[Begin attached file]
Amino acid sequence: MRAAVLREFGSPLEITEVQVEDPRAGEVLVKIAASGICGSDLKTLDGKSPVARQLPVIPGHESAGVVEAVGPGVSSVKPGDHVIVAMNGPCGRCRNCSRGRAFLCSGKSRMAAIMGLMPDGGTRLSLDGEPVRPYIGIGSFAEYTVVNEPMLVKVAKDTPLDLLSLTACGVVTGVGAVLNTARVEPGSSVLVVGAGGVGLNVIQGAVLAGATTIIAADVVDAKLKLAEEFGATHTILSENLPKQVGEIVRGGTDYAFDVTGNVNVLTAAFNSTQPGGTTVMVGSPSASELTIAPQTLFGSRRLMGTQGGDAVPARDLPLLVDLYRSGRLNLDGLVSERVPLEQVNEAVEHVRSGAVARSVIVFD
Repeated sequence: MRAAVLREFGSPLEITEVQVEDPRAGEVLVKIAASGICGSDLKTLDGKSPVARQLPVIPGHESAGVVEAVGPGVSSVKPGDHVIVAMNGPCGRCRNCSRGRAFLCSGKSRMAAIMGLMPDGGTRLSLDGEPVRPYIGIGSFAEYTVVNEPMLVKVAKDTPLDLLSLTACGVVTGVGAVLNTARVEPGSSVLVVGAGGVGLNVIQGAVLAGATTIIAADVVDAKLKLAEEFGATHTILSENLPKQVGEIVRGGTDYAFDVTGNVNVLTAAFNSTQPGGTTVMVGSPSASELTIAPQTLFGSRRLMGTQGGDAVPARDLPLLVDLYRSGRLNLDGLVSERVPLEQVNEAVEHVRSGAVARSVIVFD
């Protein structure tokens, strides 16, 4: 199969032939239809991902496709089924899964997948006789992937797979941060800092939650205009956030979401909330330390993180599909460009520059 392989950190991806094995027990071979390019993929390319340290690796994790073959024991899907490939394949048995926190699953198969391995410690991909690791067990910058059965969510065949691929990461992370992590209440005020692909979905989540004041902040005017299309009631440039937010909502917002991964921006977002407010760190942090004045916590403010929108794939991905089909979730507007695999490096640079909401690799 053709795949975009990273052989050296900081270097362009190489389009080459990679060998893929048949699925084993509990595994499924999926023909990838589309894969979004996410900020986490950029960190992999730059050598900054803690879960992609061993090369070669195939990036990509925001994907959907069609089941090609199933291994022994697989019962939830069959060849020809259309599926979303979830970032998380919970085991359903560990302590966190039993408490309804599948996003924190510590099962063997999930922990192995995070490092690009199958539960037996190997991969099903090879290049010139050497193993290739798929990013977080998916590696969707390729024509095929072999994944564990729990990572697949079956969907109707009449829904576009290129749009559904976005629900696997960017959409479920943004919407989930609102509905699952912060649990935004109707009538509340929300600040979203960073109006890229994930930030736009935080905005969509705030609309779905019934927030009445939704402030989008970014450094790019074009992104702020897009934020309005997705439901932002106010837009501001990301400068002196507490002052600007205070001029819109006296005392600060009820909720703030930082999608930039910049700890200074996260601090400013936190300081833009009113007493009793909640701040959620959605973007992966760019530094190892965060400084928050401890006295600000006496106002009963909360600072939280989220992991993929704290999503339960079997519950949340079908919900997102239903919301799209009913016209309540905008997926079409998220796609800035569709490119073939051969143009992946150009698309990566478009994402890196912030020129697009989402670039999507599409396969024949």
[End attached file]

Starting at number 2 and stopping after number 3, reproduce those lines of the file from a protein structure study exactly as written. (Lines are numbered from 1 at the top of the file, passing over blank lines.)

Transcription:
Repeated sequence: MRAAVLREFGSPLEITEVQVEDPRAGEVLVKIAASGICGSDLKTLDGKSPVARQLPVIPGHESAGVVEAVGPGVSSVKPGDHVIVAMNGPCGRCRNCSRGRAFLCSGKSRMAAIMGLMPDGGTRLSLDGEPVRPYIGIGSFAEYTVVNEPMLVKVAKDTPLDLLSLTACGVVTGVGAVLNTARVEPGSSVLVVGAGGVGLNVIQGAVLAGATTIIAADVVDAKLKLAEEFGATHTILSENLPKQVGEIVRGGTDYAFDVTGNVNVLTAAFNSTQPGGTTVMVGSPSASELTIAPQTLFGSRRLMGTQGGDAVPARDLPLLVDLYRSGRLNLDGLVSERVPLEQVNEAVEHVRSGAVARSVIVFD
């Protein structure tokens, strides 16, 4: 199969032939239809991902496709089924899964997948006789992937797979941060800092939650205009956030979401909330330390993180599909460009520059 392989950190991806094995027990071979390019993929390319340290690796994790073959024991899907490939394949048995926190699953198969391995410690991909690791067990910058059965969510065949691929990461992370992590209440005020692909979905989540004041902040005017299309009631440039937010909502917002991964921006977002407010760190942090004045916590403010929108794939991905089909979730507007695999490096640079909401690799 053709795949975009990273052989050296900081270097362009190489389009080459990679060998893929048949699925084993509990595994499924999926023909990838589309894969979004996410900020986490950029960190992999730059050598900054803690879960992609061993090369070669195939990036990509925001994907959907069609089941090609199933291994022994697989019962939830069959060849020809259309599926979303979830970032998380919970085991359903560990302590966190039993408490309804599948996003924190510590099962063997999930922990192995995070490092690009199958539960037996190997991969099903090879290049010139050497193993290739798929990013977080998916590696969707390729024509095929072999994944564990729990990572697949079956969907109707009449829904576009290129749009559904976005629900696997960017959409479920943004919407989930609102509905699952912060649990935004109707009538509340929300600040979203960073109006890229994930930030736009935080905005969509705030609309779905019934927030009445939704402030989008970014450094790019074009992104702020897009934020309005997705439901932002106010837009501001990301400068002196507490002052600007205070001029819109006296005392600060009820909720703030930082999608930039910049700890200074996260601090400013936190300081833009009113007493009793909640701040959620959605973007992966760019530094190892965060400084928050401890006295600000006496106002009963909360600072939280989220992991993929704290999503339960079997519950949340079908919900997102239903919301799209009913016209309540905008997926079409998220796609800035569709490119073939051969143009992946150009698309990566478009994402890196912030020129697009989402670039999507599409396969024949």